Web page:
Eagles' Kolb wants a chance at redemption

"You always want to keep proving yourself," said Eagles quarterback Kevin Kolb, who passed for 391 yards in Sunday's lopsided loss to the Saints.
"You always want to keep proving yourself," said Eagles quarterback Kevin Kolb, who passed for 391 yards in Sunday's lopsided loss to the Saints.
Posted: September 22, 2009

There's a good chance Kevin Kolb gets a second chance Sunday when the Eagles play the Kansas City Chiefs at Lincoln Financial Field.

Andy Reid made it clear yesterday that Kolb will be the starter at quarterback if Donovan McNabb has to miss a second straight game because of a fractured rib. The coach wouldn't say if Michael Vick or Jeff Garcia would serve as Kolb's backup, but the logical decision is to make Garcia the third quarterback if Vick will be dressing anyway.

McNabb gave a vague update of his condition yesterday through the team's media relations department, saying he "felt better than" he did a week ago, but he didn't know if he'd be ready for the game against the Chiefs.

"I wish I had an answer, but I don't," McNabb said. "Hopefully, things will continue to get better and I'll have one for you later. Hopefully, it will be quicker than later. I'm looking forward to being back out on the field."

So is Kolb, especially after crash-landing on the wrong end of a lopsided loss to quarterback Drew Brees and the high-powered New Orleans Saints' offense Sunday at the Linc. Some of Kolb's numbers – 391 passing yards and two touchdowns – looked good, but he was still beating himself up yesterday for throwing three interceptions.

"It hacks you off that there's this negative attitude, and you realize that maybe there is eight plays in there, and if we just do one little thing different, the game could have been different," Kolb said.

Being 9 yards shy of becoming the fifth quarterback in franchise history to throw for 400 yards in a game was no consolation to Kolb.

"When you're in our complex and this circle, it's all wins and losses," Kolb said. "That's what it all boils down to."

Kolb was still thinking about the turnovers, especially the interceptions. During his senior season at the University of Houston, he threw 30 touchdowns and just four interceptions. He always said he felt ball security was the strength of his game.

"That's what makes me mad," he said. "That has always been my M.O. I have to get better at taking care of the ball and not giving up the cheap ones."

In nine career games, Kolb has thrown seven interceptions and lost two fumbles. Nine turnovers in nine games with just one career start is obviously not the kind of resume any quarterback wants. Kolb examined all three of his interceptions on film yesterday.

The one that cost the Eagles most came early in the third quarter. After the Saints cashed in on a lost fumble by kick returner Ellis Hobbs with a touchdown, Kolb tried to connect with DeSean Jackson on a quick out, but instead threw the ball into the hands of linebacker Scott Shanle.

"It was a good adjustment by them," Kolb said. "After watching it of film, I put the ball where I wanted to put it and he made a good play on it. I just have to anticipate what he is thinking."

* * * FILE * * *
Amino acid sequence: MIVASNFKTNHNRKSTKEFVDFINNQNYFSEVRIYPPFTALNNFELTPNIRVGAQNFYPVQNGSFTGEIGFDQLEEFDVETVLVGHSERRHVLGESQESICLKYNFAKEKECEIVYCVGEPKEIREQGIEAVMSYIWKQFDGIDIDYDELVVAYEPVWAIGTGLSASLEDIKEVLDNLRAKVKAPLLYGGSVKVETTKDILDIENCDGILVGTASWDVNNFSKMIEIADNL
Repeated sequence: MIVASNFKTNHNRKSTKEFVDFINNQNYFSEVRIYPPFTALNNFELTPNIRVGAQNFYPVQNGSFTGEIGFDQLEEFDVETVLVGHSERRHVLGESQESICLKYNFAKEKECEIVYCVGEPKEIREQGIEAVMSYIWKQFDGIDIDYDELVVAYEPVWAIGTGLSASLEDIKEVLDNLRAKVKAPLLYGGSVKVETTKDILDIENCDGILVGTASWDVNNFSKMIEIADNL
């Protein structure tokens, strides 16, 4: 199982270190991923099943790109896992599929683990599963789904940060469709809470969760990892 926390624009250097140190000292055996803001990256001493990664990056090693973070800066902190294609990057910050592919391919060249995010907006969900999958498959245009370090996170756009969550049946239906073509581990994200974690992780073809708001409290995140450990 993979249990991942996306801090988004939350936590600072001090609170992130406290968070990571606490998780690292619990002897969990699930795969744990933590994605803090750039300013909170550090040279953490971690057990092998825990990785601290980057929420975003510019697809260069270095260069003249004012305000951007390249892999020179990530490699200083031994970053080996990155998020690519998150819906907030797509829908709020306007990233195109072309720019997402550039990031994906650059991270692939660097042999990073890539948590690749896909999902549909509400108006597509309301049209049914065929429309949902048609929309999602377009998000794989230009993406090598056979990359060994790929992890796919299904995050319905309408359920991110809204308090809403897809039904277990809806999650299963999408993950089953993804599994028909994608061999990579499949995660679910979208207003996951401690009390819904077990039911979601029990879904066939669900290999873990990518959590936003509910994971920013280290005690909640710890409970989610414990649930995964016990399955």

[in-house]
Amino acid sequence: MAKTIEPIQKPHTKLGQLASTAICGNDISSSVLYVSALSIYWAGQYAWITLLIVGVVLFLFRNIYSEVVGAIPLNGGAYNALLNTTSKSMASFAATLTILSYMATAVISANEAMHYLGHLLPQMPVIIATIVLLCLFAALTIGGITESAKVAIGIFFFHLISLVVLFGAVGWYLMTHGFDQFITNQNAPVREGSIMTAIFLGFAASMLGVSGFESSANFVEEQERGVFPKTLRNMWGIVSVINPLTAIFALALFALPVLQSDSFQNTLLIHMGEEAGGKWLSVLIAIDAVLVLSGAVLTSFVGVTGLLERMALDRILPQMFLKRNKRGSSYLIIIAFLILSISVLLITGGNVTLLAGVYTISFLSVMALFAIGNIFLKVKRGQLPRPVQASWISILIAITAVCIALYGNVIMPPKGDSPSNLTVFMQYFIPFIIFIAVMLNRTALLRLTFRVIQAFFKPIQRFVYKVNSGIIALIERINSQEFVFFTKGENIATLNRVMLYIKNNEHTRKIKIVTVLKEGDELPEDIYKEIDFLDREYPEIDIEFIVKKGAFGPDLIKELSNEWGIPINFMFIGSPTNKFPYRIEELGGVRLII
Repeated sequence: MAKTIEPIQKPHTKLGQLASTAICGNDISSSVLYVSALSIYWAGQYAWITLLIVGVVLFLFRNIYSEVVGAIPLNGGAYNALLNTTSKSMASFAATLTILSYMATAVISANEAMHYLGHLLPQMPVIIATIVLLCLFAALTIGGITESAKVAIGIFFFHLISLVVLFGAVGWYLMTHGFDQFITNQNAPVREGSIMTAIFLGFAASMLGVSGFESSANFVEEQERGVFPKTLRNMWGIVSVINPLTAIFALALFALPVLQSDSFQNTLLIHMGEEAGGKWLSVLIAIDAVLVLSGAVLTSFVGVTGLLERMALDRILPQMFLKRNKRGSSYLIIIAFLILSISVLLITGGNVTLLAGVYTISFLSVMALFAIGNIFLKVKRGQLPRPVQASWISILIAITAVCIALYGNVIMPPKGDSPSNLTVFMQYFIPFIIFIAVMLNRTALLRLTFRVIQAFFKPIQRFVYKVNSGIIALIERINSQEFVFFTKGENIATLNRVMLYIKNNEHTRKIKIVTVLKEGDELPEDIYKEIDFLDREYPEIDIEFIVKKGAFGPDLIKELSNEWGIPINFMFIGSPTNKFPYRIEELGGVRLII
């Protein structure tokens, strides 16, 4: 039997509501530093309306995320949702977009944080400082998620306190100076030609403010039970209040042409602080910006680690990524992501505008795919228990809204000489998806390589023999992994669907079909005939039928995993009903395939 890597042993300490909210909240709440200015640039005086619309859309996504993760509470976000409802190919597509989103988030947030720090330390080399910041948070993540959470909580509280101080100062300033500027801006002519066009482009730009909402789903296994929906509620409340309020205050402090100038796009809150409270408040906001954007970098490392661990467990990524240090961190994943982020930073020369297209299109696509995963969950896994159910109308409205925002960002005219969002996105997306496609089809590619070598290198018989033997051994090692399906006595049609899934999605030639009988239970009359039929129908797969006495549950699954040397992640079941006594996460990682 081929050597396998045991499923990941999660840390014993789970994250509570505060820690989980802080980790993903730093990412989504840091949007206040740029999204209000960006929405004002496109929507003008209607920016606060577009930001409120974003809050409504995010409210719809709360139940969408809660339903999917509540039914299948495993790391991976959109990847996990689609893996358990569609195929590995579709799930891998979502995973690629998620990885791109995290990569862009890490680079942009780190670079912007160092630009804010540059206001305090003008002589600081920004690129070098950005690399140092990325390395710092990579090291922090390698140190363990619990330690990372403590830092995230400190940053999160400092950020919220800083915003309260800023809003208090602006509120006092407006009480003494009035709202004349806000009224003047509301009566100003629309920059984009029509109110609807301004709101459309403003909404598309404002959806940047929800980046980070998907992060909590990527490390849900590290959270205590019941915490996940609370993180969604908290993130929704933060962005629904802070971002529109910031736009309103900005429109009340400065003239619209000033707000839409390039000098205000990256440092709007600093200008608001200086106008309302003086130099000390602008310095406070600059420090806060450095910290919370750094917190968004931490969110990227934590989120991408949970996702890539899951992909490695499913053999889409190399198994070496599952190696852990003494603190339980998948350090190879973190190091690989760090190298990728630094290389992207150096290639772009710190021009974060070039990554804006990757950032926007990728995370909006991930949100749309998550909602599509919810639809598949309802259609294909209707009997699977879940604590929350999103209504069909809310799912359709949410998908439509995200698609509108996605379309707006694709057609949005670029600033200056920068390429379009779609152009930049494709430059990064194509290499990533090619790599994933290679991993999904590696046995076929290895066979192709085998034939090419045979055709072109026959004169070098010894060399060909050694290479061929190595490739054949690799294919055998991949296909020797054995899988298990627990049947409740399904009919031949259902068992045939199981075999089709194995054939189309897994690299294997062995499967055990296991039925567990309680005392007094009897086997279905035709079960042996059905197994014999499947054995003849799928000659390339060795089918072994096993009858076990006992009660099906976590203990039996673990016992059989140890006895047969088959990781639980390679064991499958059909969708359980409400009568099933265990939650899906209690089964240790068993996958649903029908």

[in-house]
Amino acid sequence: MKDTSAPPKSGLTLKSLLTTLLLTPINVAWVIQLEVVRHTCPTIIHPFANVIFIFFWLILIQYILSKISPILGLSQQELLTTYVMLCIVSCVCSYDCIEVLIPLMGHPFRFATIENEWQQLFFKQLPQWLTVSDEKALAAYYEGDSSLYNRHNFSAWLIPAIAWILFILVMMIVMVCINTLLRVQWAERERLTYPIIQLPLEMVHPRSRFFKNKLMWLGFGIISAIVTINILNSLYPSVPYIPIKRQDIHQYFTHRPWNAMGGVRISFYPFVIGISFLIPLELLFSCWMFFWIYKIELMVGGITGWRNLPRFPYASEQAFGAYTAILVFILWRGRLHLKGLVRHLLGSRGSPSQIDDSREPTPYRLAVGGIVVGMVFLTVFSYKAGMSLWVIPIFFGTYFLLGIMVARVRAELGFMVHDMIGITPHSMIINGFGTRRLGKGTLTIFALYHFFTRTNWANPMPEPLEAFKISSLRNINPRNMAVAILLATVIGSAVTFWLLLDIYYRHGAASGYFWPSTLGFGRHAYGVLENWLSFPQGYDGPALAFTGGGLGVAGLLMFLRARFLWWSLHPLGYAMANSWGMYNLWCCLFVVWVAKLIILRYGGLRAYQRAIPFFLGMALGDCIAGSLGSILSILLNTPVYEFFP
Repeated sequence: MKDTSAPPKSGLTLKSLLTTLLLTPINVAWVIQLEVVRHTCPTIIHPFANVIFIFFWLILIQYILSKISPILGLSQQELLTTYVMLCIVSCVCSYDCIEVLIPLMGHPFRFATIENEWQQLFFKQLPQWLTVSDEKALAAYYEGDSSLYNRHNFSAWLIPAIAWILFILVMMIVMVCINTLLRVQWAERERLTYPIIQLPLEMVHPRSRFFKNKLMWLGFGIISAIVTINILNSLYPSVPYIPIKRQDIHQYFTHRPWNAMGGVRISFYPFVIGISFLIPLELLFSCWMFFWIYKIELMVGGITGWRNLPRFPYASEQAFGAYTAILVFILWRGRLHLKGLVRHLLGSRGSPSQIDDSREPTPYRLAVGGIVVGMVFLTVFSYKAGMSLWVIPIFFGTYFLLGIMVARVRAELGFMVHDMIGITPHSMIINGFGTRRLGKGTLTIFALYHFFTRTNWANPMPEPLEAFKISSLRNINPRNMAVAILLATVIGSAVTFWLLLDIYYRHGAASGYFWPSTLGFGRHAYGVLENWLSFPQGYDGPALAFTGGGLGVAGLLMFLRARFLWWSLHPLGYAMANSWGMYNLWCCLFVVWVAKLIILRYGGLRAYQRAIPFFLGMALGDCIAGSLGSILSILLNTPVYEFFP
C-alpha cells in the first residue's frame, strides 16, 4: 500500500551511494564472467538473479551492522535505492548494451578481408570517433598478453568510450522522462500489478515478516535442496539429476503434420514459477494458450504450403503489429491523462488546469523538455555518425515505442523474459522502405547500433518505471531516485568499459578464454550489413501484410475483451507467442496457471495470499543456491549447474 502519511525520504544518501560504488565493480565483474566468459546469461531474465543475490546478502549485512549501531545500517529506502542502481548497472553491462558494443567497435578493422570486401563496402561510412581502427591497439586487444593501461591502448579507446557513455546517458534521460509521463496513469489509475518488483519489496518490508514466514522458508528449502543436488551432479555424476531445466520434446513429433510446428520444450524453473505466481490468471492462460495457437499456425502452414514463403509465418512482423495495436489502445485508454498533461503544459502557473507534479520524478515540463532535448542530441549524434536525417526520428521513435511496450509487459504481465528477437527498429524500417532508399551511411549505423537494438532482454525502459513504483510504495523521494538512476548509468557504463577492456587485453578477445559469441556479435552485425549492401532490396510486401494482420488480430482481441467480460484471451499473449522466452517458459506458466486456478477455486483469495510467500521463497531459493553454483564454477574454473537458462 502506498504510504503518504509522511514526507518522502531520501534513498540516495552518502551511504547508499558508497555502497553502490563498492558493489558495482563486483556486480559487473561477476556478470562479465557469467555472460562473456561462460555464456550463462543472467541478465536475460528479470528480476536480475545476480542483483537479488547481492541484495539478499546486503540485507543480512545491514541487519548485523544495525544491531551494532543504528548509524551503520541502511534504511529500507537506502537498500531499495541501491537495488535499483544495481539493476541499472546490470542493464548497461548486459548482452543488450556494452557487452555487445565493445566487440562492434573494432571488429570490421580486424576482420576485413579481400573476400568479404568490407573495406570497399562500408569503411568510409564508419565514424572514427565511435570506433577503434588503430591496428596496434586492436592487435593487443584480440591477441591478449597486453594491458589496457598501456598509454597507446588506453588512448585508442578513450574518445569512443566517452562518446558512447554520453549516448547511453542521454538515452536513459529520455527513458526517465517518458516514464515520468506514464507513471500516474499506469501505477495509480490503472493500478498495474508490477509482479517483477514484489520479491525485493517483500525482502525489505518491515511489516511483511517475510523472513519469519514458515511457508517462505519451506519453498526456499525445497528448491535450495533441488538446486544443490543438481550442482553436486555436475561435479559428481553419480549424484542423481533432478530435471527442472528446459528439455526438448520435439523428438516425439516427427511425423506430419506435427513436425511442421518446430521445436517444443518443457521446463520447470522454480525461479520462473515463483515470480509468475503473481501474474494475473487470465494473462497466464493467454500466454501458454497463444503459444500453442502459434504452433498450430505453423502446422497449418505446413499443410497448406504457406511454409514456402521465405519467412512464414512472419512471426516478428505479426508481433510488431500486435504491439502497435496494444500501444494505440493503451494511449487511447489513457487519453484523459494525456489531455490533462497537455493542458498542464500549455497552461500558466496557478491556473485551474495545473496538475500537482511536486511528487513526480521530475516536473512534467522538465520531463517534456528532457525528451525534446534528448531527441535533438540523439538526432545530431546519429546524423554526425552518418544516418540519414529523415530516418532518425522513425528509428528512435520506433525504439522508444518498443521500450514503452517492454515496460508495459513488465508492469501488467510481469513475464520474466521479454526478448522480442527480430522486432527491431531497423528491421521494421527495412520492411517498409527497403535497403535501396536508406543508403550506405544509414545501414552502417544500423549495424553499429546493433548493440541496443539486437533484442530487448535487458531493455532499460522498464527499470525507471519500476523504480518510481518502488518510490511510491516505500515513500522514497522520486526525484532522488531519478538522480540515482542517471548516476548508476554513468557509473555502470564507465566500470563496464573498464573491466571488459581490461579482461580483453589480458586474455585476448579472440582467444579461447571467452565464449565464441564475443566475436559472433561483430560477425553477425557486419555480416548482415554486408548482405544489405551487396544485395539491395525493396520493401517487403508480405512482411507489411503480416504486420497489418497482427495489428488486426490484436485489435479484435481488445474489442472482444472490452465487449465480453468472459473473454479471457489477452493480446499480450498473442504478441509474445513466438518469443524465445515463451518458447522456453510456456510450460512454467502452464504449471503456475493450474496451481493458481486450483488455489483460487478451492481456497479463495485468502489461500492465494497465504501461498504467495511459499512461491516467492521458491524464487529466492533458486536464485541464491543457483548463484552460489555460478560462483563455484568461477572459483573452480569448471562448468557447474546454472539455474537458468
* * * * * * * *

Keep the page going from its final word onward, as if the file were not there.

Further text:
Kolb's second interception came late in the game and was returned 97 yards for a touchdown by veteran safety Darren Sharper. By that point, the Eagles had no hope of winning, but Kolb still was ticked at the throw.

"The one to Sharper was a bad throw and a bad read," he said. "Just bad. The guy [Brent Celek] was open."

Now, Kolb wants a chance at redemption and as long as McNabb can't play he'll get it. The fact that Vick will be eligible for Sunday's game against the Chiefs, and Reid is still backing Kolb as McNabb's backup made the former second-round pick happy.

"You always want to keep proving yourself, so every time he continues to have faith in me, it gives me more confidence," Kolb said. "You know he sees something there and hopefully, that turns into something. This week it has to. Hopefully, I can turn into the starter that he sees and wants me to be."

Kolb said "getting in a rhythm and getting a feel for the game" has always been one of his strengths, but he wasn't at all critical of the Wildcat formation, which figures to be a central part of the offense again Sunday when Vick becomes part of the equation.

"I liked it," he said. "One of the reasons we did it, too, was it's a lot of different looks. It causes them to get out of their routine. There are a lot more things that go into it than let's just run somebody else at quarterback. I thought it was a smart move and I thought it paid off for us."

Reid said he thought so, too, and was extremely defensive of his new offensive scheme.

"Whatever term you want to give the thing, it averaged 5.7 yards per carry and was very productive," Reid said. "I think we had five first downs with it."

Although someone other than Kolb only took the snap from center nine times, Reid said three other plays were also part of the unorthodox package.

"There were some good things from it," he said.

One of them was not a victory.


Contact staff writer Bob Brookover at 215-854-2577 or bbrookover@phillynews.com.

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